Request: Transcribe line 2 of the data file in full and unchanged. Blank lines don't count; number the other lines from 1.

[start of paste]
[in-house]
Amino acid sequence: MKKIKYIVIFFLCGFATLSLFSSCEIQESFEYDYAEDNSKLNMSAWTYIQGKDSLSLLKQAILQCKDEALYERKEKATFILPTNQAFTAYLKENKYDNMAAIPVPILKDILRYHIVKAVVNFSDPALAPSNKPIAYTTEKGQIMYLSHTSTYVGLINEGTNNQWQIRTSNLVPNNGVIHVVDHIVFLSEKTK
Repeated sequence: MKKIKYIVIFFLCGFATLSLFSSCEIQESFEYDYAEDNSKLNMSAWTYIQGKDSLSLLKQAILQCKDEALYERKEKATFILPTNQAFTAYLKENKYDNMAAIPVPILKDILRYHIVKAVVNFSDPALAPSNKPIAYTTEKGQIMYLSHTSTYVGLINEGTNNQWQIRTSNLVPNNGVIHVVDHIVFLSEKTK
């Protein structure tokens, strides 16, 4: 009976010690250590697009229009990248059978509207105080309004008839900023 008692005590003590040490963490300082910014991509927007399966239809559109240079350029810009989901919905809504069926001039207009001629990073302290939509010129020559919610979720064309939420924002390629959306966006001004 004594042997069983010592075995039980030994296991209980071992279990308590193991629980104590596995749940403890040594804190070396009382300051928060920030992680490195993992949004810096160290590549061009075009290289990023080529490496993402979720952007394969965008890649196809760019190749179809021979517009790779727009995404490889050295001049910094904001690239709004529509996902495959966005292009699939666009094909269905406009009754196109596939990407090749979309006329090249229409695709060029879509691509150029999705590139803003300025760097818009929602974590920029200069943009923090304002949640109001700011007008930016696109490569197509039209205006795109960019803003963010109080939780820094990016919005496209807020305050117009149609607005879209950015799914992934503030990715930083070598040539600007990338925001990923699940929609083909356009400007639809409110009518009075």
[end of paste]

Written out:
Amino acid sequence: MKKIKYIVIFFLCGFATLSLFSSCEIQESFEYDYAEDNSKLNMSAWTYIQGKDSLSLLKQAILQCKDEALYERKEKATFILPTNQAFTAYLKENKYDNMAAIPVPILKDILRYHIVKAVVNFSDPALAPSNKPIAYTTEKGQIMYLSHTSTYVGLINEGTNNQWQIRTSNLVPNNGVIHVVDHIVFLSEKTK